Canterbury Maps hosts a wide range of imagery captured in the Canterbury region. You can find historic aerial imagery dating back to 1926, new aerial imagery taken each summer and hazard event imagery such as flooding, earthquakes or fires. These collections have been captured by a range of sources for various purposes. Continue reading to find out how you can view these imagery collections within the Canterbury Maps applications.
The historic imagery on the Canterbury Maps website was captured for various reasons, including basic topographical information, geological surveys, power transmission, roading and defence purposes among others.
This dates back to the 1920s and until recently, the imagery was stored in film canisters in a vault where they were difficult to access and began to decay. In 2015, the Local Government Geospatial Alliance (LGGA) and Land Information New Zealand (LINZ) began a scanning project to prevent this important record of our history from being lost forever.
At Environment Canterbury the process is taken even further. We remove metadata around the film edge and give each image a location on the map through a process called 'georeferencing'. Each summer, university students complete this work and add their progress to the Canterbury Maps historic basemaps for public viewing. The basemaps are grouped in five-year blocks to easily manage the datasets, however, specific capture dates can be found by adding the 'Historic Aerial Imagery - Extents' layer to the map viewer.
The further processing of the images provides our Canterbury Maps partners with information for better decision making by using the images to support the potential identification of contaminated land sites, movement of coastlines, changes in areas of significant vegetation, river engineering and land-use change over time.
How to access the historic imagery
The time slider in the Property Search application is the easiest way to view the historic imagery collections. Simply type in your address or the location you want to see and use the time slider at the bottom of the page to view the imagery. You will notice the imagery isn’t available everywhere. These collections grow each summer as the imagery is processed and made available.
If you want to print the map, you are best to access the image through the Map Viewer and the basemap gallery. Here you will also find the specific dates each imagery dataset was captured. For further guidance, see our instructions on how to find dates of capture.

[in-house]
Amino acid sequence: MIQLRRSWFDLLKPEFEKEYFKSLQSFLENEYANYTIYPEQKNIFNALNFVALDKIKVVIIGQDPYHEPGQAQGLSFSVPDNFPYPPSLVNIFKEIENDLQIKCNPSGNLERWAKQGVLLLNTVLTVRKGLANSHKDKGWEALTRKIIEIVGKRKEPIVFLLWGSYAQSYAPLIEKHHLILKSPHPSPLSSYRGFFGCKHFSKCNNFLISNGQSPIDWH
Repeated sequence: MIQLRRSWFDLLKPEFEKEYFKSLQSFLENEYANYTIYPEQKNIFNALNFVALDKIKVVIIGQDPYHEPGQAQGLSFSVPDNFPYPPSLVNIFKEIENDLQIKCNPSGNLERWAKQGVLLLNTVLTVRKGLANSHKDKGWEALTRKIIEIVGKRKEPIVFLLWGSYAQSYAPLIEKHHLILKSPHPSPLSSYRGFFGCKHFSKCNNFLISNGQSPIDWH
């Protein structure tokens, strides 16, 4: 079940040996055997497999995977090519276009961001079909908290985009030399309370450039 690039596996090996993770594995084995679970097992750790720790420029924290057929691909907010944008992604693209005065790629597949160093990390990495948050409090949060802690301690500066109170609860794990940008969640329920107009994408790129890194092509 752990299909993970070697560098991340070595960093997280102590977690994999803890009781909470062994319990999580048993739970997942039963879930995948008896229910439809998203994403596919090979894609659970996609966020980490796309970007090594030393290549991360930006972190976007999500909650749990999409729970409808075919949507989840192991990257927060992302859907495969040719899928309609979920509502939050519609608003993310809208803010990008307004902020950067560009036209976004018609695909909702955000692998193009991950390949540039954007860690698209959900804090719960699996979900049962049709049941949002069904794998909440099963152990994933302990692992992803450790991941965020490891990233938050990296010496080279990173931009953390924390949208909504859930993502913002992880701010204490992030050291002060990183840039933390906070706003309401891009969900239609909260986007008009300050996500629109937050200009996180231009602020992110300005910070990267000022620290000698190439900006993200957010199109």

Each summer the 11 Canterbury councils, together with a public-private partnership, capture a different area of the region, over what is now a decade-long programme. Thousands of individual photographs are then combined to provide a continuous surface all across Canterbury. The digital photographs are captured using a specialist high powered camera on board an aircraft flying at an altitude of 1400m, during optimum weather conditions to minimise shadowing. Images are then processed to ensure correct geographic location and overlapping, and then terrain is flattened in a procedure called 'orthorectification'.
Aerial photographs provide the real-world context to our location information for local councils and Environment Canterbury’s wide variety of functions, including monitoring land use, traffic management, managing public and private utility networks, property information and developing Farm Environment Plans. Regionally, it is used as part of our processes in hazard identification, coastal erosion, climate change monitoring, river engineering including flood control, biosecurity, environmental monitoring, regional policy and planning and for considering applications for certain resource consents – land use consents, coastal permits, water permits, discharge permits and planning public passenger transport. In the event of a disaster, the imagery is also a record of what the prior state was before an event.
How to access the latest imagery
Environment Canterbury monitors flooding in the Canterbury region and maintains a collection of oblique (taken on an angle) and vertical aerial photographs and ground photographs taken during (or following) past flood events. The locations of most photographs held by us have been mapped.
For areas north of the Rakaia River, the field of view for each oblique aerial photograph is marked by a line and arrow. South of the Rakaia, oblique photos are currently marked with just an arrow, but these are in the process of being re-mapped in the same format as for those north of the Rakaia. In both areas, the field of view for vertical aerial photographs are marked by a polygon, and ground photographs are marked by a point to indicate the location that the photograph was taken from. Flood imagery provides a record of the flooding event and aids in future planning, river engineering and flood control.
How to access the flood imagery
First, visit the Flood Imagery Register. Then type in your address and the imagery available will appear on the right-hand panel. You may need to zoom out until you get some results. Use the map to pan and zoom to search available imagery. This can be previewed by selecting a thumbnail in the side bar. Imagery can also be sorted and filtered by date in the side bar menu.